Once the Yahoo deal closes, AOL and Yahoo will be known as Oath - or more formally, "Oath: A Verizon Company", as a tweet on Monday from AOL chief executive Tim Armstrong attests.
Whatever that will be left of Yahoo after its takeover by Verizon will be merged with AOL to form a new company called Oath.
Moreover, Verizon has view that much of Yahoo's value lies in its deep relationship with its customers, and services like Yahoo Finance and Yahoo Sports has deep loyalty among the users.
Neither AOL nor Yahoo commented on what her severance might entail.
The creation of Oath does not necessarily mean that Verizon will eliminate the AOL and Yahoo brands, but it does mean that these companies will operate and report financial results separately from Verizon.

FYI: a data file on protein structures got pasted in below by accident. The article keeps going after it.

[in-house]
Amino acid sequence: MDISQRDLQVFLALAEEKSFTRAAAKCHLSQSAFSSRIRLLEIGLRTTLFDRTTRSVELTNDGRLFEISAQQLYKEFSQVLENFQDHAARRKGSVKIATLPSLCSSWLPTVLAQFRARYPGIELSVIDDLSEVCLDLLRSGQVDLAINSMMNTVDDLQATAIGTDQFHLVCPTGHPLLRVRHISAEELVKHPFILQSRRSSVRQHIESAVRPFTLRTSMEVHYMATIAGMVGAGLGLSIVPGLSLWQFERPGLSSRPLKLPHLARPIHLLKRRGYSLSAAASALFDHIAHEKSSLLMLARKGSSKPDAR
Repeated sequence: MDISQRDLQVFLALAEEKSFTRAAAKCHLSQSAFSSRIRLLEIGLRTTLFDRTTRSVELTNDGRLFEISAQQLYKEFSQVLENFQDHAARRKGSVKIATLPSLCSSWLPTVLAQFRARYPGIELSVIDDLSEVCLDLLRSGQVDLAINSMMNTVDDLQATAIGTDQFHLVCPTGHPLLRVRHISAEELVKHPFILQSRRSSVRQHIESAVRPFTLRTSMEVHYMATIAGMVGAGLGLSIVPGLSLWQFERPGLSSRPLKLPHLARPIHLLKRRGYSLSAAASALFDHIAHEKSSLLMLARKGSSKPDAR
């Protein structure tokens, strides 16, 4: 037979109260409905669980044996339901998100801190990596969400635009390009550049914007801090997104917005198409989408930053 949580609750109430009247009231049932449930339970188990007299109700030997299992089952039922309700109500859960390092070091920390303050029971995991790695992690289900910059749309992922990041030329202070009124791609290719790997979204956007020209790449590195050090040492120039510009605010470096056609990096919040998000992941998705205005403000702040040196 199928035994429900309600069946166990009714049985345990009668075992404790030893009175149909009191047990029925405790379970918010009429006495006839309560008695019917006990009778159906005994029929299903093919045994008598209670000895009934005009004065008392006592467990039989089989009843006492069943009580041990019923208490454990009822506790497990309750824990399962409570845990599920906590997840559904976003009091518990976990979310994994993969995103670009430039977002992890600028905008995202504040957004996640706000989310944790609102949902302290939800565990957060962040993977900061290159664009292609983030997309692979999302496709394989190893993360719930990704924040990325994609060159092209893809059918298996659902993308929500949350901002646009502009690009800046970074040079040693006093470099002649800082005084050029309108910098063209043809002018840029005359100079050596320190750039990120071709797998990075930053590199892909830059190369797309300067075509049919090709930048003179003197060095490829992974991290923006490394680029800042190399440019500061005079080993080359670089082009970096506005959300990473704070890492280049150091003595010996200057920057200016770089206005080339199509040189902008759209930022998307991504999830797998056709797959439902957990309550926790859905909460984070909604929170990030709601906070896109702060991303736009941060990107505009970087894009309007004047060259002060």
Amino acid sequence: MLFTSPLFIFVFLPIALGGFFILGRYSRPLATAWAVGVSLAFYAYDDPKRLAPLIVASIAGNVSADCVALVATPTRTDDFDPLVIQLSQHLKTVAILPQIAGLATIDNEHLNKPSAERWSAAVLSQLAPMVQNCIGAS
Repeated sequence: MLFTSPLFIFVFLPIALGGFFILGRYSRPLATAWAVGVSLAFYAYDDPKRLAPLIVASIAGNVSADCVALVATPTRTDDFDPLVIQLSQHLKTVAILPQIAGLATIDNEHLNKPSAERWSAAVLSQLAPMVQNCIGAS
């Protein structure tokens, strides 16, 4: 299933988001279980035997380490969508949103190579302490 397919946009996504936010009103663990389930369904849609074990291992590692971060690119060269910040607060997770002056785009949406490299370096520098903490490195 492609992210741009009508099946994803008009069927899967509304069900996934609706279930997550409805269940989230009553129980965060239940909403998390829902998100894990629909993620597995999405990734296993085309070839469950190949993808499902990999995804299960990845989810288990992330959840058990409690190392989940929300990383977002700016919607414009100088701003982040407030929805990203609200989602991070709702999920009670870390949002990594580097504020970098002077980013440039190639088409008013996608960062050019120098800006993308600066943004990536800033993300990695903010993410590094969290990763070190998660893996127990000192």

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Among the sites that will come under the purview of Oath and previously belonged to AOL include Engadget, TechCrunch, Huffington Post, MapQuest and so on.
The new unit will oversee more than 20 brands reaching more than a billion consumers. An AOL spokeswoman said, "In the summer of 2017, you can bet we will be launching one of the most disruptive brand companies in digital".
I will get deets on all the other Mayer execs, who have not exactly covered themselves in glory at Yahoo over the last fews years.
A price cut of Yahoo's internet business early this year by $350 million kept Verizon on track to go ahead the purchase. The deal, which included Yahoo's core assets, real estate assets and some intellectual property, was initially pegged at $4.80 billion.
The other bits of Yahoo that aren't carrying over in the transition will be renamed Altaba. The deal was delayed due to Yahoo's recent hacking disaster and the decline in business. Marissa Mayer will no longer be C.E.O. of Yahoo, whose remaining assets in Chinese e-commerce giant Alibaba will be folded into a holding company called, creatively, Altaba. "Over time, if there's brands we can create around Oath, we would think about that".